This March, for the first time since 'Arrested Development' met its untimely demise, Howard's company, Imagine, will lend its touch to TV comedy.
As the Hollywood Reporter details, FOX has committed to a pilot order of Imagine's untitled IRS workplace comedy. The pilot, which was written by 'The Office''s Brent Forrester, is reportedly based on an idea that Howard's had bouncing around in his head (and presumably on paper) for a number of years.
This will mark Imagine's first foray into comedy. (The production company currently has three dramas on the air: '24', 'Friday Night Lights and' 'Lie to Me.') Howard will co-produce the single-camera project, which was originally scheduled to be multi-cam.
Grazer's latest project, which has landed a series commitment at Fox, will follow Iraq war veteran Michael Cavanaugh as he leads the Critical Incidents Response Group section of the Federal Bureau of Investigation. Grazer has promised an emotionally complex show, avoiding the normal depictions of straight-laced, stolid FBI agents.
Bob already mentioned this new detective drama to y'all back in October, but we didn't know exactly when the show would air. Now we know Raines, starring Jeff Goldblum, will debut on NBC in March. The series will air on Fridays at 9 pm, booting Las Vegas out of that timeslot.
I'm a bit tired of all this supernatural nonsense like Medium and Ghost Whisperer, but Raines does have a slight twist, in that Goldblum's detective only imagines the ghosts he's seeing, and they help him solve the murder cases. Huh, a human who confabs with imaginary creatures only he can see? Isn't that essentially Calvin and Hobbes? And wouldn't that be cool if Calvin actually grew up to become a homicide detective and Hobbes helped him solve all his cases? And wouldn't it be even cooler if I could learn to stay on topic instead of digressing into talking about comic strips that have absolutely nothing to do with the show I'm writing about? Yes, in a perfect world that would be grand.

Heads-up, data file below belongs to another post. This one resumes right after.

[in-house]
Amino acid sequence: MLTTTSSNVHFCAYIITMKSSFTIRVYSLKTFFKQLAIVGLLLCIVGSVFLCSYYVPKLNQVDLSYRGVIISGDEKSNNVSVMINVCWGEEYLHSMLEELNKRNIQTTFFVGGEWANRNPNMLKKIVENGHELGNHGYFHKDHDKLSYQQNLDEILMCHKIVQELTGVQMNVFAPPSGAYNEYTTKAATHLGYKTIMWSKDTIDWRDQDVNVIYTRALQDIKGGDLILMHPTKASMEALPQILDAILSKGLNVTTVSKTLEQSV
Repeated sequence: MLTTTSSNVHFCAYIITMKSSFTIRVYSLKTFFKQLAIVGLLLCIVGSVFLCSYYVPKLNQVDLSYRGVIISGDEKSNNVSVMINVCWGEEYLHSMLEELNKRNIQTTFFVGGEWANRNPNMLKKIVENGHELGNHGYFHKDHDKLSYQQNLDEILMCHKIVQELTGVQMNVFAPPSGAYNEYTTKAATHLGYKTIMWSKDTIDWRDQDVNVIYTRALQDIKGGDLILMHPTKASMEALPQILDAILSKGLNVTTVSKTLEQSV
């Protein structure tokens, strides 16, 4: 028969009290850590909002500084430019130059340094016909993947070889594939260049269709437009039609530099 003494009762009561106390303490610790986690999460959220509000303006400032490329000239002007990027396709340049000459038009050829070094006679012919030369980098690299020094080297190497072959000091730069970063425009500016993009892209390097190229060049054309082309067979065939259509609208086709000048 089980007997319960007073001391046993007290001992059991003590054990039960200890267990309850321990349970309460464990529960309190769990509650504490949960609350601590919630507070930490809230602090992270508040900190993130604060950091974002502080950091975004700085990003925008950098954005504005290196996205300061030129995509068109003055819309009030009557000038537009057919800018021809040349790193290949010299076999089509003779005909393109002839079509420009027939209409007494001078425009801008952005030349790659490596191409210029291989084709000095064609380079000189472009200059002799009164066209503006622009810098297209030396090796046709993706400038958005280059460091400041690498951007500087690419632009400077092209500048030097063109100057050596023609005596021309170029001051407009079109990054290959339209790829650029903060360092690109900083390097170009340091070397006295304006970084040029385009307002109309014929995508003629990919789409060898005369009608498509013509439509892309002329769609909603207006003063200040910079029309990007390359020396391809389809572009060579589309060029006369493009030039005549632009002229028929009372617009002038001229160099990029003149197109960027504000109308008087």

(S01E03) Writers are the most shameless, self-centered bastards in the world. We lie, we seduce, we'll steal your soul. Anything to look good on the page. -Sam Landry
I thought I had read every story from Nightmares and Dreamscapes, and I might have, but nothing about "Umney's Last Case" was familiar when I read it just recently. Nevertheless, it's not a bad story, and it's also very "meta" as the college kids like to say.
In the story, as in the TV adaptation, we begin in the 1930s where a grizzled private eye named Clyde Umney is leading a storybook life that he'll soon learn is more "storybook" than he realizes. He wields snappy dialogue with the precision of a trapeze artist, and always knows just what to say to get what he wants, at one point managing to turn two women to jelly in his office one after the other.
So I was reading this piece about Bonnie Hunt, who says she used to sit with a cup in front of her television to try and catch characters like Fred Flintstone in case they slipped out of her television screen. Her plan as a young girl was to keep Fred and other cartoon characters stowed away in her dresser drawer for safe keeping. I have to admit that's rather adorable, and it also made me think back to when I was younger and cartoons seemed more "real" to me than they really are. I used to wish I could be a character in any of the Peanuts specials. I'd philosophize with Linus, be extra nice to Charlie Brown, and maybe get in a shouting match with Lucy. Although, her psychiatric rates are reasonable, I'll give her that.
So how about the rest of you? Was there a cartoon you loved so much you wished you could somehow have your body altered a la Kid Video and jump in and join all your favorite characters?
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